Parents also have a role to play. Encourage your daughters to be active participants who assume responsibility for their learning through reflecting on assessment, discussing what they have learnt from it and developing strategies that will enable them to address any areas of concern in the future. Encourage your daughters to make concrete decisions about ways to improve their personal best. Encourage your daughters to speak to the teacher when experiencing concerns about learning so that something can be done about it.
Assessment is but one part of the learning journey, a vital part but not the most important. If it is grasped as an indicator and a guide, the students and their teachers embark on a process of self-reflection and self-evaluation that enables students to look forward with positivity and not backwards with dissatisfaction.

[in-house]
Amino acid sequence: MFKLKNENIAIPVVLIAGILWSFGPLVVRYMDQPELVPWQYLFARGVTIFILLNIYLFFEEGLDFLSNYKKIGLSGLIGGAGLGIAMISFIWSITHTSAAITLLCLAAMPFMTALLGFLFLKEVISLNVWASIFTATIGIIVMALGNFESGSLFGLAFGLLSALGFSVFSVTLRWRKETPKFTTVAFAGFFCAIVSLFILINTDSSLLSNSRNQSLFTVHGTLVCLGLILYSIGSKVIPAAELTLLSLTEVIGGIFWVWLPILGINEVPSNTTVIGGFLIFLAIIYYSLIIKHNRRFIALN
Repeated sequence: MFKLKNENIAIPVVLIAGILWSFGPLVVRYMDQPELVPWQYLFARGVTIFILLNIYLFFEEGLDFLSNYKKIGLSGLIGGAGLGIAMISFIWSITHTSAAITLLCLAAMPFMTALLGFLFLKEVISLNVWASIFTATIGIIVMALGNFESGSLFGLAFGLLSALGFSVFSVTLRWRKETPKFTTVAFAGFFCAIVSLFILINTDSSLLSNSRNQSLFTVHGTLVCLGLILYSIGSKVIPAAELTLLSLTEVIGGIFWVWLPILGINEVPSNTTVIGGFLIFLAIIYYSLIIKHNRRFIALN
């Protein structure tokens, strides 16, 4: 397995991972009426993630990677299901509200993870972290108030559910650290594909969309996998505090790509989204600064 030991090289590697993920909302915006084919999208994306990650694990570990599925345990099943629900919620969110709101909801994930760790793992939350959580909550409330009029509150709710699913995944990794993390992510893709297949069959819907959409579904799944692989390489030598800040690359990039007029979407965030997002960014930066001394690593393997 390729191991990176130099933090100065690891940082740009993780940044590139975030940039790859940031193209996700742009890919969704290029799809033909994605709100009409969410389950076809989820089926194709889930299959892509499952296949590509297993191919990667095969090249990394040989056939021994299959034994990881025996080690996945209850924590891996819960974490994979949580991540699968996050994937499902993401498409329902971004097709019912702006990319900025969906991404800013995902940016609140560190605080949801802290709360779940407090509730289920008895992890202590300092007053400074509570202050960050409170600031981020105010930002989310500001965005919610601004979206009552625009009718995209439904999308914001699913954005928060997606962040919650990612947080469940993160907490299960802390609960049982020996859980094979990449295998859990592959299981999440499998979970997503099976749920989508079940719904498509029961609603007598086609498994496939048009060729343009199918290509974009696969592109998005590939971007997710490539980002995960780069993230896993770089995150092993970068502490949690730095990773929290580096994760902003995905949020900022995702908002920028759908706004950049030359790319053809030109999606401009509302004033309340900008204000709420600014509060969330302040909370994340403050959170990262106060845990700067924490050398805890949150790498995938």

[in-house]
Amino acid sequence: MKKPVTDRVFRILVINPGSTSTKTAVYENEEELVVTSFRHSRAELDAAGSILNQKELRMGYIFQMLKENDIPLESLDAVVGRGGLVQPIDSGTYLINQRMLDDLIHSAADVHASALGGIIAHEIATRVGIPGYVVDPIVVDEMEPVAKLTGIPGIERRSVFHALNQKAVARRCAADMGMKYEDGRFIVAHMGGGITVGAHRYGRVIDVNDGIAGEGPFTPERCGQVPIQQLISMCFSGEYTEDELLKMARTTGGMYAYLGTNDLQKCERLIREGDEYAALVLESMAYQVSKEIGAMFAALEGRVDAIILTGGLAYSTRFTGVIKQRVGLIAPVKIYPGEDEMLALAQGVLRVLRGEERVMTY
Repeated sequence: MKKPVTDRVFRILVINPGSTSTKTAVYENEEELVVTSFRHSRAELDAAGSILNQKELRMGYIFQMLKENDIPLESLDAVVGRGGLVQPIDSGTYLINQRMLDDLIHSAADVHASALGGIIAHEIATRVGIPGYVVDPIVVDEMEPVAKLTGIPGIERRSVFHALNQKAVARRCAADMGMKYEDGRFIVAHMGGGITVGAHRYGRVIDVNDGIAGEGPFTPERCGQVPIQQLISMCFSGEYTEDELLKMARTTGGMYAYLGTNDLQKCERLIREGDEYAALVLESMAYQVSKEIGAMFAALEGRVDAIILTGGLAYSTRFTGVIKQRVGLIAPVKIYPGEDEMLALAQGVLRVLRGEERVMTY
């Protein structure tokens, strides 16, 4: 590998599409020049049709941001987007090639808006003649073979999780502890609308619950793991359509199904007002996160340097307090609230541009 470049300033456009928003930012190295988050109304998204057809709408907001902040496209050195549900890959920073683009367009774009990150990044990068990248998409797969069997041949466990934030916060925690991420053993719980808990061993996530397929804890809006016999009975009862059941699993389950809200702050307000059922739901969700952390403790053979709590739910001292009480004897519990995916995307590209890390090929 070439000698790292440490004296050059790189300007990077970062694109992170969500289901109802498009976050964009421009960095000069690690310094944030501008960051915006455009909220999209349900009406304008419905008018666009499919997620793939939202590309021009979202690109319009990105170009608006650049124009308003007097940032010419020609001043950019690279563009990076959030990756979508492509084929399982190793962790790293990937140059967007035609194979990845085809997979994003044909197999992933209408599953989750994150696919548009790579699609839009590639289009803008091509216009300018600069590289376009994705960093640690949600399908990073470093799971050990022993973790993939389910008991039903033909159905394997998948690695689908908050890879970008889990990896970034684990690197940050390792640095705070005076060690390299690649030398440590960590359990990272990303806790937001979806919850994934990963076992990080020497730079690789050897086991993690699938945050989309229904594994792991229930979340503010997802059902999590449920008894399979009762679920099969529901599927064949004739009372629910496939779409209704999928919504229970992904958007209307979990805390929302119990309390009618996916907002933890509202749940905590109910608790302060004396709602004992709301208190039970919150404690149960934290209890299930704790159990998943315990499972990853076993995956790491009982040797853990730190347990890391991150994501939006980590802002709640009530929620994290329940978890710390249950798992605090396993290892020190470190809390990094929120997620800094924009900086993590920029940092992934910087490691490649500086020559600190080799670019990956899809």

Dr A Farley
Dweck, C. S. (2010). Even Geniuses Work Hard. Educational Leadership. 68(1), 16-20.
Hattie, J. (2009). Visible learning: a synthesis of over 800 meta-analyses relating to achievement. London: Routledge.
Martin, A. J. (2010). Girls, Achievement Motivation, and the Glass Ceiling: Implications for Personal Potential. Summary of Keynote at The Alliance of Girls’ School Conference 2010. Retrieved January 17, 2010 from http://www.agsa.org.au/events.php?EventID=54&EPID=33
Tomlinson, C. A. (2008). The Goals of Differentiation. Educational Leadership. 66(3), 26-30.